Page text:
Yale’s seniors looking to transfer, however, can look to Benny Wanger ’19 for hope. Wanger transferred to USC after graduating Yale to play for the Trojans after missing his senior season with a hamstring injury. The Massachusetts native was slashing .410/.500/.564 playing first base and pitched 6.1 scoreless innings as a relief pitcher before the untimely end of the season.
“I’m very aware how devastated the seniors must feel with the sudden end of their senior season,” Wanger said. “The thought of my baseball career ending on that note was sobering. Fortunately for me, it didn’t. However, I know that for the majority of the seven Yale baseball seniors this year, their competitive careers will be cut short by something completely out of their control.”
When asked by News for advice for Yale seniors looking to transfer, Wanger compiled a list of tips for his former teammates. The first piece of Wanger offered was to say “yes” to everything as a means to make new friends. Another way to form a core group of friends, according to Wagner, is to take advantage of the unique position of being a graduate student-athlete. Graduate transfers who are not athletes will enjoy listening to the differences in routines and undergraduate students will keep you feeling young.
The USC two-way player also stressed the importance of transfers choosing an interesting graduate program and see the move as not only an opportunity to keep playing, but also continue learning without worrying about grades.
The transition is not easy but it is also only for a year. Wanger says to transfers that they might feel excluded from their team at moments, but that with time that feeling will go away. The key for Wanger was spending time with each of his teammates: He advised that while you shouldn’t waste your limited time with people you don’t enjoy being around, you also never know who might become your new best friends.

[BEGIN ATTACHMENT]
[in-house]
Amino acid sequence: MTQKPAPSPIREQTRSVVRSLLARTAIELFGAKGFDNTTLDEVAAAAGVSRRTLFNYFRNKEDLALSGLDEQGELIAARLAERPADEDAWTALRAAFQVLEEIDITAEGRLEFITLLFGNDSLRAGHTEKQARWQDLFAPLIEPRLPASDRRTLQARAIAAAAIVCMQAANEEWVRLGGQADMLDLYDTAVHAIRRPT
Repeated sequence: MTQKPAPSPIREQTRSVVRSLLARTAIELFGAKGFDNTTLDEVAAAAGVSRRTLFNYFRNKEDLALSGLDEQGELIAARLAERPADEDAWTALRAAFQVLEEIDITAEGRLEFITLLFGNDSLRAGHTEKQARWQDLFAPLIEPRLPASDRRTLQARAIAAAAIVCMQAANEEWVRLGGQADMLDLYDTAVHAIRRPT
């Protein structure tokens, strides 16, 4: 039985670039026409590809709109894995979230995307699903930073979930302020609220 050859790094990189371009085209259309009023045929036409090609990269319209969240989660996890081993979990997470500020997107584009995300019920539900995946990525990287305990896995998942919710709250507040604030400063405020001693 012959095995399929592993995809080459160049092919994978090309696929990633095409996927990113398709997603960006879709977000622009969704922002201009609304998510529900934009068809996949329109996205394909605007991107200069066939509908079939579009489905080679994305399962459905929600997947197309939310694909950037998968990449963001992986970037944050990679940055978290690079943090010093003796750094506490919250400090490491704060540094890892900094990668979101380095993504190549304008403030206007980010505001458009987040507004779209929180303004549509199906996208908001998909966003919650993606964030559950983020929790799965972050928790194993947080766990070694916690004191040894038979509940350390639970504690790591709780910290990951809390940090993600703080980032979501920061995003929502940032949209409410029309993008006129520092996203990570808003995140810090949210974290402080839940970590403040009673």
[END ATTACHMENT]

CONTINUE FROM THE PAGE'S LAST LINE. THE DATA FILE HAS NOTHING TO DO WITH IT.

But perhaps the most important piece of advice Wanger gives his former teammates is to enjoy their time as transfers. The graduate transfer move involves a new school and probably a new city and state with a lot to offer. For most, Wanger says, the transfer year will be the last opportunity to play competitive sports and savoring that experience should be the most important priority.
For Wanger, however, his time at USC does not represent the end of his competitive career. Wanger will soon be able to call himself an Olympic athlete when he suits up for Israel at the Tokyo games.
“When the team went out to play in Germany and Italy during the Summer, it was one of the most unique experiences for me as a baseball player,” Wanger said. “It was baseball in its purest form. Stats didn’t matter in the slightest, and the scores didn’t matter as long as we came back to the hotel with a win. When we qualified for the Olympics, I don’t think the impact of the achievement had sunk in to me. We are the first Israeli team sport to qualify for the Games since 1976 in soccer.”
Wanger is disappointed in the delay of the Olympic games, but recognizes that the COVID-19 crisis represents something bigger. He hopes that the 2021 Tokyo Olympic games will be a worldwide celebration of overcoming the pandemic and can’t wait to compete.
Stateside, Wanger is not sure about his future regarding baseball. The former Eli is looking to sign a pro deal, but with the draft changes and pro league shutdowns due to the COVID-19 crisis, Wanger has not ruled out transferring again or staying at USC.
Wanger pitched the first perfect game in Belmont Hill High School history.
Eugenio Garza Garcia | email@example.com